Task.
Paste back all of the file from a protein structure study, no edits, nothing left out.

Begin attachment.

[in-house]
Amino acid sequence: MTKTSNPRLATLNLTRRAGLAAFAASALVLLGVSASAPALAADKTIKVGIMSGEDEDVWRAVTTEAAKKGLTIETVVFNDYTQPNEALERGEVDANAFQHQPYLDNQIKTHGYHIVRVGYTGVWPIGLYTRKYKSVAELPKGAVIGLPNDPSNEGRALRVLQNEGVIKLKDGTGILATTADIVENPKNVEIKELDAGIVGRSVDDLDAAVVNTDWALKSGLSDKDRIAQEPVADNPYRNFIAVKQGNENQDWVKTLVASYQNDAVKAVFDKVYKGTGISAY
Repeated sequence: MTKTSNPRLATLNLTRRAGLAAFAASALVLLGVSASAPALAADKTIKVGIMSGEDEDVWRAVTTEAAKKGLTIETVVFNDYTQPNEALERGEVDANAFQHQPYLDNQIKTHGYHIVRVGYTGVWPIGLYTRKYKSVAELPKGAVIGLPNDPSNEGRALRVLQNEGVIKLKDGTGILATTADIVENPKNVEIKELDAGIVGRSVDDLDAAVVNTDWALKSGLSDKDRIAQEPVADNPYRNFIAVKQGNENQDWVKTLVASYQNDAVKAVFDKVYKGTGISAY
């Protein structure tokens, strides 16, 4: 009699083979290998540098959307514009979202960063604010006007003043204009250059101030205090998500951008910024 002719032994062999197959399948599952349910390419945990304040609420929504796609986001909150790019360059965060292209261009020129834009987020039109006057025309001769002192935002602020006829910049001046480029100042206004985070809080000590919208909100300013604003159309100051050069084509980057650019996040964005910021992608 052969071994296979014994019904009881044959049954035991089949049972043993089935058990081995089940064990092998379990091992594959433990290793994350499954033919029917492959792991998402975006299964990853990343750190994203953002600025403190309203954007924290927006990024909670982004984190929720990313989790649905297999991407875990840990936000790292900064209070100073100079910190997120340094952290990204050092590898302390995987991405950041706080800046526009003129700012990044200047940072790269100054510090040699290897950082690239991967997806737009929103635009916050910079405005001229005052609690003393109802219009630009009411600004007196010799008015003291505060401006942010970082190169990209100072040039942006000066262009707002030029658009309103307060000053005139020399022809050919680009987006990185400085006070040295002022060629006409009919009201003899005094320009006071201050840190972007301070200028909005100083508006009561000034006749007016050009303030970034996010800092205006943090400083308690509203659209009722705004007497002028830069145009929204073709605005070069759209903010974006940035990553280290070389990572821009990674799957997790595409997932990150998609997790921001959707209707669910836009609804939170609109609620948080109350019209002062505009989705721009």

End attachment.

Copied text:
[in-house]
Amino acid sequence: MTKTSNPRLATLNLTRRAGLAAFAASALVLLGVSASAPALAADKTIKVGIMSGEDEDVWRAVTTEAAKKGLTIETVVFNDYTQPNEALERGEVDANAFQHQPYLDNQIKTHGYHIVRVGYTGVWPIGLYTRKYKSVAELPKGAVIGLPNDPSNEGRALRVLQNEGVIKLKDGTGILATTADIVENPKNVEIKELDAGIVGRSVDDLDAAVVNTDWALKSGLSDKDRIAQEPVADNPYRNFIAVKQGNENQDWVKTLVASYQNDAVKAVFDKVYKGTGISAY
Repeated sequence: MTKTSNPRLATLNLTRRAGLAAFAASALVLLGVSASAPALAADKTIKVGIMSGEDEDVWRAVTTEAAKKGLTIETVVFNDYTQPNEALERGEVDANAFQHQPYLDNQIKTHGYHIVRVGYTGVWPIGLYTRKYKSVAELPKGAVIGLPNDPSNEGRALRVLQNEGVIKLKDGTGILATTADIVENPKNVEIKELDAGIVGRSVDDLDAAVVNTDWALKSGLSDKDRIAQEPVADNPYRNFIAVKQGNENQDWVKTLVASYQNDAVKAVFDKVYKGTGISAY
């Protein structure tokens, strides 16, 4: 009699083979290998540098959307514009979202960063604010006007003043204009250059101030205090998500951008910024 002719032994062999197959399948599952349910390419945990304040609420929504796609986001909150790019360059965060292209261009020129834009987020039109006057025309001769002192935002602020006829910049001046480029100042206004985070809080000590919208909100300013604003159309100051050069084509980057650019996040964005910021992608 052969071994296979014994019904009881044959049954035991089949049972043993089935058990081995089940064990092998379990091992594959433990290793994350499954033919029917492959792991998402975006299964990853990343750190994203953002600025403190309203954007924290927006990024909670982004984190929720990313989790649905297999991407875990840990936000790292900064209070100073100079910190997120340094952290990204050092590898302390995987991405950041706080800046526009003129700012990044200047940072790269100054510090040699290897950082690239991967997806737009929103635009916050910079405005001229005052609690003393109802219009630009009411600004007196010799008015003291505060401006942010970082190169990209100072040039942006000066262009707002030029658009309103307060000053005139020399022809050919680009987006990185400085006070040295002022060629006409009919009201003899005094320009006071201050840190972007301070200028909005100083508006009561000034006749007016050009303030970034996010800092205006943090400083308690509203659209009722705004007497002028830069145009929204073709605005070069759209903010974006940035990553280290070389990572821009990674799957997790595409997932990150998609997790921001959707209707669910836009609804939170609109609620948080109350019209002062505009989705721009």